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Tip: To sort articles by source…

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After you perform a search, you can sort the articles by Source. This will rearrange the results of your search, displaying articles according to their appearance in journals and books. This feature is useful for tracing psychoanalytic concepts in a specific psychoanalytic tradition.

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(1950). International Journal of Psychoanalysis. XXVIII, 1947: Narcissistic Equilibrium. Henry Harper Hart. Pp. 106–114.. Psychoanal Q., 19:127.
Psychoanalytic Electronic Publishing: International Journal of Psychoanalysis. XXVIII, 1947: Narcissistic Equilibrium. Henry Harper Hart. Pp. 106–114.

(1950). Psychoanalytic Quarterly, 19:127

International Journal of Psychoanalysis. XXVIII, 1947: Narcissistic Equilibrium. Henry Harper Hart. Pp. 106–114.

Psychoanalytic literature refers to many seemingly divergent phenomena as 'narcissistic'. Hart attempts to clarify this ambiguity by correlating the contributions of many writers as follows: The primary narcissism of the child gives place to secondary narcissism as the superego develops and the child renounces instincts, sublimates and develops object love via identification with the parents. Narcissistic equilibrium is a state of harmony between ego and superego, or ego security based on realistic mastery and self-appraisal. Narcissistic imbalance from superego condemnation evokes a compensatory inflation of the ego—commonly but unspecifically referred to as 'narcissistic'. The basis of this narcissistic equilibrium is a reciprocal relationship between object love and self love determined by that between child and parent, and later between ego and superego. Narcissistic imbalance is reflected in overestimation of the love object—falling in love as a habit, falling in love with the projection of an earlier introjected object—and jealousy. Narcissism is differentiated as to whether it is regressive or progressive, that is whether it leads away from reality mastery or toward it. Psychotic narcissism is regressive; healthy narcissism, creativity, and ambition are progressive. Psychotic narcissism is compensatory narcissism which follows the pleasure principle of the id, disregarding reality. In schizophrenia there is a return to fetal narcissism and an absence of the sublimation of compensatory narcissism. In homosexuality the absence of identification with the father shows itself in superego weakness and consequent narcissistic imbalance. Passivity, with its oral dependence, also shows narcissistic imbalance. Narcissistic imbalance in the presence of intoxicants such as alcohol, morphine, etc., also stimulates compensatory narcissism while it impairs the ego's efficiency. Compensatory self-esteem in feminine narcissism need not be regressive but may lead to achievement in reality through motherhood. Narcissism, however compensatory, is in itself not a source of anxiety but a signal of inadequate control of the ego over its instinctive drive. Complete loss of narcissistic equilibrium is illustrated in suicide: the ego kills the cruel superego which in turn demands the death of the ego.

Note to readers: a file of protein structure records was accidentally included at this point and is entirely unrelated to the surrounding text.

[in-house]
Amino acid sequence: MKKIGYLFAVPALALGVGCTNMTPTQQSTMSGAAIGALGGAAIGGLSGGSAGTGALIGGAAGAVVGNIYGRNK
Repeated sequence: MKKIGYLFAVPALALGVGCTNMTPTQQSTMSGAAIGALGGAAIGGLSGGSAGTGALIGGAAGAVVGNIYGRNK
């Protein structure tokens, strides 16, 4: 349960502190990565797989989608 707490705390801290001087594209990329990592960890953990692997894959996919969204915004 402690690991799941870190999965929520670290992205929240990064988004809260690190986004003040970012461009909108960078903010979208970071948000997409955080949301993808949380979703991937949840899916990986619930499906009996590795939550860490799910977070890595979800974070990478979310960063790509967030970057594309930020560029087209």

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Article Citation

(1950). International Journal of Psychoanalysis. XXVIII, 1947. Psychoanal. Q., 19:127

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